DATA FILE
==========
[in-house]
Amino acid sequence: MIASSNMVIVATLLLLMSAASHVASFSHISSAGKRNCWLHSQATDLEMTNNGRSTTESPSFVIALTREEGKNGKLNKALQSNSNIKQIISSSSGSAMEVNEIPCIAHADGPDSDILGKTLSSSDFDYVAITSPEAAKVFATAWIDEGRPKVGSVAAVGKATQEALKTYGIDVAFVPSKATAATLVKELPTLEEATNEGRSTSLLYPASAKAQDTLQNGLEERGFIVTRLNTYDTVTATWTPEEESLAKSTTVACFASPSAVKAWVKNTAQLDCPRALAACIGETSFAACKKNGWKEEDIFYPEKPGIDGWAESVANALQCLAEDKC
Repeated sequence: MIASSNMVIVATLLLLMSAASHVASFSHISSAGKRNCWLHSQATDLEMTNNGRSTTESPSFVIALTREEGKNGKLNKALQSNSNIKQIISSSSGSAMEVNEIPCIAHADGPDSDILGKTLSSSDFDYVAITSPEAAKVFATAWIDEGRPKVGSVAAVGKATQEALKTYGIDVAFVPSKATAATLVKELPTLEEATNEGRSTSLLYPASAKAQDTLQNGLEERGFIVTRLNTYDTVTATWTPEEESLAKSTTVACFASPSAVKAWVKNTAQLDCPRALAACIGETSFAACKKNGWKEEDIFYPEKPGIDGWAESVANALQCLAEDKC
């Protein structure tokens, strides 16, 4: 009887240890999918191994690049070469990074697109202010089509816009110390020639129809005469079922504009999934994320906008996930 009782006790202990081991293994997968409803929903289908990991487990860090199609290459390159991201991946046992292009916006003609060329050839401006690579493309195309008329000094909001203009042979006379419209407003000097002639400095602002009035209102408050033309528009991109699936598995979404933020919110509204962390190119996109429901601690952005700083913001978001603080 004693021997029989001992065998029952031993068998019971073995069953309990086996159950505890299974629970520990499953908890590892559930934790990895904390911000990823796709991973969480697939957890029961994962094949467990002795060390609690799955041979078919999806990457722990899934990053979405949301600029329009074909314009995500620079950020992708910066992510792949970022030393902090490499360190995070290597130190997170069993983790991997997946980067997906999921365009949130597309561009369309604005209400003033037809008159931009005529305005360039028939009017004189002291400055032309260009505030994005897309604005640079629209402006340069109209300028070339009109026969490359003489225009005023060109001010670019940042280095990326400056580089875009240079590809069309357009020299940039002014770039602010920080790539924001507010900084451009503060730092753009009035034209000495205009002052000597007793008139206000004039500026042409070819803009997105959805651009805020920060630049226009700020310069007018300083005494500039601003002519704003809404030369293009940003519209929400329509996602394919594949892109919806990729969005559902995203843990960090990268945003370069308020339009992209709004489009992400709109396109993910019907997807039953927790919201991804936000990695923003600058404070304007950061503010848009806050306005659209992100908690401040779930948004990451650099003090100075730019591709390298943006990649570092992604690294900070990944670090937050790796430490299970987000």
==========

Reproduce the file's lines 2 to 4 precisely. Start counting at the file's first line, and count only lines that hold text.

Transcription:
Amino acid sequence: MIASSNMVIVATLLLLMSAASHVASFSHISSAGKRNCWLHSQATDLEMTNNGRSTTESPSFVIALTREEGKNGKLNKALQSNSNIKQIISSSSGSAMEVNEIPCIAHADGPDSDILGKTLSSSDFDYVAITSPEAAKVFATAWIDEGRPKVGSVAAVGKATQEALKTYGIDVAFVPSKATAATLVKELPTLEEATNEGRSTSLLYPASAKAQDTLQNGLEERGFIVTRLNTYDTVTATWTPEEESLAKSTTVACFASPSAVKAWVKNTAQLDCPRALAACIGETSFAACKKNGWKEEDIFYPEKPGIDGWAESVANALQCLAEDKC
Repeated sequence: MIASSNMVIVATLLLLMSAASHVASFSHISSAGKRNCWLHSQATDLEMTNNGRSTTESPSFVIALTREEGKNGKLNKALQSNSNIKQIISSSSGSAMEVNEIPCIAHADGPDSDILGKTLSSSDFDYVAITSPEAAKVFATAWIDEGRPKVGSVAAVGKATQEALKTYGIDVAFVPSKATAATLVKELPTLEEATNEGRSTSLLYPASAKAQDTLQNGLEERGFIVTRLNTYDTVTATWTPEEESLAKSTTVACFASPSAVKAWVKNTAQLDCPRALAACIGETSFAACKKNGWKEEDIFYPEKPGIDGWAESVANALQCLAEDKC
């Protein structure tokens, strides 16, 4: 009887240890999918191994690049070469990074697109202010089509816009110390020639129809005469079922504009999934994320906008996930 009782006790202990081991293994997968409803929903289908990991487990860090199609290459390159991201991946046992292009916006003609060329050839401006690579493309195309008329000094909001203009042979006379419209407003000097002639400095602002009035209102408050033309528009991109699936598995979404933020919110509204962390190119996109429901601690952005700083913001978001603080 004693021997029989001992065998029952031993068998019971073995069953309990086996159950505890299974629970520990499953908890590892559930934790990895904390911000990823796709991973969480697939957890029961994962094949467990002795060390609690799955041979078919999806990457722990899934990053979405949301600029329009074909314009995500620079950020992708910066992510792949970022030393902090490499360190995070290597130190997170069993983790991997997946980067997906999921365009949130597309561009369309604005209400003033037809008159931009005529305005360039028939009017004189002291400055032309260009505030994005897309604005640079629209402006340069109209300028070339009109026969490359003489225009005023060109001010670019940042280095990326400056580089875009240079590809069309357009020299940039002014770039602010920080790539924001507010900084451009503060730092753009009035034209000495205009002052000597007793008139206000004039500026042409070819803009997105959805651009805020920060630049226009700020310069007018300083005494500039601003002519704003809404030369293009940003519209929400329509996602394919594949892109919806990729969005559902995203843990960090990268945003370069308020339009992209709004489009992400709109396109993910019907997807039953927790919201991804936000990695923003600058404070304007950061503010848009806050306005659209992100908690401040779930948004990451650099003090100075730019591709390298943006990649570092992604690294900070990944670090937050790796430490299970987000």